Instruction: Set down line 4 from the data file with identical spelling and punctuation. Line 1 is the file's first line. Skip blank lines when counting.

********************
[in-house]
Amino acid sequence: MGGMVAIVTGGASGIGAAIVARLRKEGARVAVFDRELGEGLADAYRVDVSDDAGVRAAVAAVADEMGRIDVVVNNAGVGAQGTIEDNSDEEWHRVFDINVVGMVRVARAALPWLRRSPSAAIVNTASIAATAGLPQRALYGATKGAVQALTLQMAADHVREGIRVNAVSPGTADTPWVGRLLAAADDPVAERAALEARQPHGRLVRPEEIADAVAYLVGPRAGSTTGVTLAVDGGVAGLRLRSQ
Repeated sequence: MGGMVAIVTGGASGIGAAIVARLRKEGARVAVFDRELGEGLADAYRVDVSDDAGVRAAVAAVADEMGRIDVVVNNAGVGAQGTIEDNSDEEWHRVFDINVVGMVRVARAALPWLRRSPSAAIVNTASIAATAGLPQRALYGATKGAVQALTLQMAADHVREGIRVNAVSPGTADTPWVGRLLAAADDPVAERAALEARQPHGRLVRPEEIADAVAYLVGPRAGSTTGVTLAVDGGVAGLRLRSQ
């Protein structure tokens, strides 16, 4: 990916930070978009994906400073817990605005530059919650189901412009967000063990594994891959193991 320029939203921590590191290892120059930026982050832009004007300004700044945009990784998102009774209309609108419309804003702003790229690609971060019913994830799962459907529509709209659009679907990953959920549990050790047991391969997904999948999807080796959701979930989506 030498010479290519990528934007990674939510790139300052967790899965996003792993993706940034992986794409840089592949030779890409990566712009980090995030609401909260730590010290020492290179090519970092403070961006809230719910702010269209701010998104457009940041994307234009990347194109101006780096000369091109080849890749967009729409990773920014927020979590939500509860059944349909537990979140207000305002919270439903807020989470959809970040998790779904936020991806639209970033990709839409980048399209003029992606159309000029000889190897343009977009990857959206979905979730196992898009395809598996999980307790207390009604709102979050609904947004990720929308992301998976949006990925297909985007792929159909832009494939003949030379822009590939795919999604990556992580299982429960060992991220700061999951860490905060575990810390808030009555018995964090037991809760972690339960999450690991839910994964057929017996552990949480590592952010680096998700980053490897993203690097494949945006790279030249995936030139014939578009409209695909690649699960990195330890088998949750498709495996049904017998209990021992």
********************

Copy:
């Protein structure tokens, strides 16, 4: 990916930070978009994906400073817990605005530059919650189901412009967000063990594994891959193991 320029939203921590590191290892120059930026982050832009004007300004700044945009990784998102009774209309609108419309804003702003790229690609971060019913994830799962459907529509709209659009679907990953959920549990050790047991391969997904999948999807080796959701979930989506 030498010479290519990528934007990674939510790139300052967790899965996003792993993706940034992986794409840089592949030779890409990566712009980090995030609401909260730590010290020492290179090519970092403070961006809230719910702010269209701010998104457009940041994307234009990347194109101006780096000369091109080849890749967009729409990773920014927020979590939500509860059944349909537990979140207000305002919270439903807020989470959809970040998790779904936020991806639209970033990709839409980048399209003029992606159309000029000889190897343009977009990857959206979905979730196992898009395809598996999980307790207390009604709102979050609904947004990720929308992301998976949006990925297909985007792929159909832009494939003949030379822009590939795919999604990556992580299982429960060992991220700061999951860490905060575990810390808030009555018995964090037991809760972690339960999450690991839910994964057929017996552990949480590592952010680096998700980053490897993203690097494949945006790279030249995936030139014939578009409209695909690649699960990195330890088998949750498709495996049904017998209990021992």